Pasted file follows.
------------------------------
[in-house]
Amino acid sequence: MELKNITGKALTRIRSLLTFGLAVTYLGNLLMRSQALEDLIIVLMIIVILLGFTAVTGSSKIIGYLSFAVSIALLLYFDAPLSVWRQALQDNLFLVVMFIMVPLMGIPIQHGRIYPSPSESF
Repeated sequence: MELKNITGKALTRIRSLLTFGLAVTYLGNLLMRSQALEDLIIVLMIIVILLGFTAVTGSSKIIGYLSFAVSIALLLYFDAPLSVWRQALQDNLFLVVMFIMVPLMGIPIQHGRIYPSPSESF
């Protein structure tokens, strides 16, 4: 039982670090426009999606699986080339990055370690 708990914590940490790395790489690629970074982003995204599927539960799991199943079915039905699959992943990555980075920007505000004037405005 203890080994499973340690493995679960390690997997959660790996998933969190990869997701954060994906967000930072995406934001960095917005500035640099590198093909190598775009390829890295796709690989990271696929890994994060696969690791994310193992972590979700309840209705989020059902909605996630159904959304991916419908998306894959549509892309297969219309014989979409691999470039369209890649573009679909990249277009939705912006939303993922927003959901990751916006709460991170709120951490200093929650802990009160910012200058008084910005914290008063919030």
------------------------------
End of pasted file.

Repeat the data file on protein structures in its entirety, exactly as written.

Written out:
[in-house]
Amino acid sequence: MELKNITGKALTRIRSLLTFGLAVTYLGNLLMRSQALEDLIIVLMIIVILLGFTAVTGSSKIIGYLSFAVSIALLLYFDAPLSVWRQALQDNLFLVVMFIMVPLMGIPIQHGRIYPSPSESF
Repeated sequence: MELKNITGKALTRIRSLLTFGLAVTYLGNLLMRSQALEDLIIVLMIIVILLGFTAVTGSSKIIGYLSFAVSIALLLYFDAPLSVWRQALQDNLFLVVMFIMVPLMGIPIQHGRIYPSPSESF
């Protein structure tokens, strides 16, 4: 039982670090426009999606699986080339990055370690 708990914590940490790395790489690629970074982003995204599927539960799991199943079915039905699959992943990555980075920007505000004037405005 203890080994499973340690493995679960390690997997959660790996998933969190990869997701954060994906967000930072995406934001960095917005500035640099590198093909190598775009390829890295796709690989990271696929890994994060696969690791994310193992972590979700309840209705989020059902909605996630159904959304991916419908998306894959549509892309297969219309014989979409691999470039369209890649573009679909990249277009939705912006939303993922927003959901990751916006709460991170709120951490200093929650802990009160910012200058008084910005914290008063919030």